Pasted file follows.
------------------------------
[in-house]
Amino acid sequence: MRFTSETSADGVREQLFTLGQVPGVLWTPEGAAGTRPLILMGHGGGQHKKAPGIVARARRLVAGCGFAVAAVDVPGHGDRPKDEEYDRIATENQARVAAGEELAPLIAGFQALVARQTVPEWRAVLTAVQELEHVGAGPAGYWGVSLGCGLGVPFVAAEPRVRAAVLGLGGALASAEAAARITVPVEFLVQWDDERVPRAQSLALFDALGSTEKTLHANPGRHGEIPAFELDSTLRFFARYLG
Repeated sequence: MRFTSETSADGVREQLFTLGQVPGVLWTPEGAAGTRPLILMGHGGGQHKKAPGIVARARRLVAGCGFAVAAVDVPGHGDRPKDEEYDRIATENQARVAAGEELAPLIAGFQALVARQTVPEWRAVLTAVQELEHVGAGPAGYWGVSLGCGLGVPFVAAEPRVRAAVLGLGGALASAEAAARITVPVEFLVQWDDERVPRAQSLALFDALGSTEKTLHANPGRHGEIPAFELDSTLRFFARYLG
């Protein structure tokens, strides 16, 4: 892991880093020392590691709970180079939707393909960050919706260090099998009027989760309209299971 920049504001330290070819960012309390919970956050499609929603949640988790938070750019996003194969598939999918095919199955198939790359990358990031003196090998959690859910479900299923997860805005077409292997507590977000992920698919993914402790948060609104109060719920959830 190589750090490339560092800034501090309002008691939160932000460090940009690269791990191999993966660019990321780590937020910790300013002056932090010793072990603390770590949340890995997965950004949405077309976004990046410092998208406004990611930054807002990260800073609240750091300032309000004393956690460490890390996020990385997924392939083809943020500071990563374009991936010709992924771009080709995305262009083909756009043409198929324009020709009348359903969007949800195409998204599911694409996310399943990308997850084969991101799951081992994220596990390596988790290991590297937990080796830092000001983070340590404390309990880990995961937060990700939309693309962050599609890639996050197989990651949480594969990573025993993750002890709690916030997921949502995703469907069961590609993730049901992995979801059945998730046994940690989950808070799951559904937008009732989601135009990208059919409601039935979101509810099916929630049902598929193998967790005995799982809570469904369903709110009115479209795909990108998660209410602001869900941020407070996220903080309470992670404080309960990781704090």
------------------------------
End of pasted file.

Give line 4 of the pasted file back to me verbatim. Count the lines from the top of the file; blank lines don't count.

């Protein structure tokens, strides 16, 4: 892991880093020392590691709970180079939707393909960050919706260090099998009027989760309209299971 920049504001330290070819960012309390919970956050499609929603949640988790938070750019996003194969598939999918095919199955198939790359990358990031003196090998959690859910479900299923997860805005077409292997507590977000992920698919993914402790948060609104109060719920959830 190589750090490339560092800034501090309002008691939160932000460090940009690269791990191999993966660019990321780590937020910790300013002056932090010793072990603390770590949340890995997965950004949405077309976004990046410092998208406004990611930054807002990260800073609240750091300032309000004393956690460490890390996020990385997924392939083809943020500071990563374009991936010709992924771009080709995305262009083909756009043409198929324009020709009348359903969007949800195409998204599911694409996310399943990308997850084969991101799951081992994220596990390596988790290991590297937990080796830092000001983070340590404390309990880990995961937060990700939309693309962050599609890639996050197989990651949480594969990573025993993750002890709690916030997921949502995703469907069961590609993730049901992995979801059945998730046994940690989950808070799951559904937008009732989601135009990208059919409601039935979101509810099916929630049902598929193998967790005995799982809570469904369903709110009115479209795909990108998660209410602001869900941020407070996220903080309470992670404080309960990781704090």